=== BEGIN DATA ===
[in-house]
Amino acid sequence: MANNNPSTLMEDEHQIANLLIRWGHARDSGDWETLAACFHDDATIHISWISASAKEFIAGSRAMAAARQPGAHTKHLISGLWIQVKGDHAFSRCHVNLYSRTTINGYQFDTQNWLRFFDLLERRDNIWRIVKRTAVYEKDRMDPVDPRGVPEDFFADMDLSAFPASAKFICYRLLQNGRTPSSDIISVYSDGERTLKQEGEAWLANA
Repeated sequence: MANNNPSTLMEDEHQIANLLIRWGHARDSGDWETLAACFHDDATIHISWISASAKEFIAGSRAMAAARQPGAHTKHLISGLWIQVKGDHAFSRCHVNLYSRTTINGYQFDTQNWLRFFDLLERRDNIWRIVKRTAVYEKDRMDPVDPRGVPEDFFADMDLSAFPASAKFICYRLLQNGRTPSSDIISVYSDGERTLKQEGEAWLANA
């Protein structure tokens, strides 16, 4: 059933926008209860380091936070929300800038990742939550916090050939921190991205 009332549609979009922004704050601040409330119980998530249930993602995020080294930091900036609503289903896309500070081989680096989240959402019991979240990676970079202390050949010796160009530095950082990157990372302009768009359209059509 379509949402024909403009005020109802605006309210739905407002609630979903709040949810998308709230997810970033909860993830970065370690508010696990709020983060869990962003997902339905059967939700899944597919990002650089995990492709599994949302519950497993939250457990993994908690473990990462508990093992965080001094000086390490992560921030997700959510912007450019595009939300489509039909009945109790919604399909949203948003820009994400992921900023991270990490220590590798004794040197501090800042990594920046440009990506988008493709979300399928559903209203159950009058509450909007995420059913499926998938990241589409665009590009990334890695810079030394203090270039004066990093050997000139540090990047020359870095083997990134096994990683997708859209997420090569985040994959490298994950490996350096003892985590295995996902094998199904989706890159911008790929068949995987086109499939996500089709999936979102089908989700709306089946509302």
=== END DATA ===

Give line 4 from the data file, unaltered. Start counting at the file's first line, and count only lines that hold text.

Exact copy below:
């Protein structure tokens, strides 16, 4: 059933926008209860380091936070929300800038990742939550916090050939921190991205 009332549609979009922004704050601040409330119980998530249930993602995020080294930091900036609503289903896309500070081989680096989240959402019991979240990676970079202390050949010796160009530095950082990157990372302009768009359209059509 379509949402024909403009005020109802605006309210739905407002609630979903709040949810998308709230997810970033909860993830970065370690508010696990709020983060869990962003997902339905059967939700899944597919990002650089995990492709599994949302519950497993939250457990993994908690473990990462508990093992965080001094000086390490992560921030997700959510912007450019595009939300489509039909009945109790919604399909949203948003820009994400992921900023991270990490220590590798004794040197501090800042990594920046440009990506988008493709979300399928559903209203159950009058509450909007995420059913499926998938990241589409665009590009990334890695810079030394203090270039004066990093050997000139540090990047020359870095083997990134096994990683997708859209997420090569985040994959490298994950490996350096003892985590295995996902094998199904989706890159911008790929068949995987086109499939996500089709999936979102089908989700709306089946509302």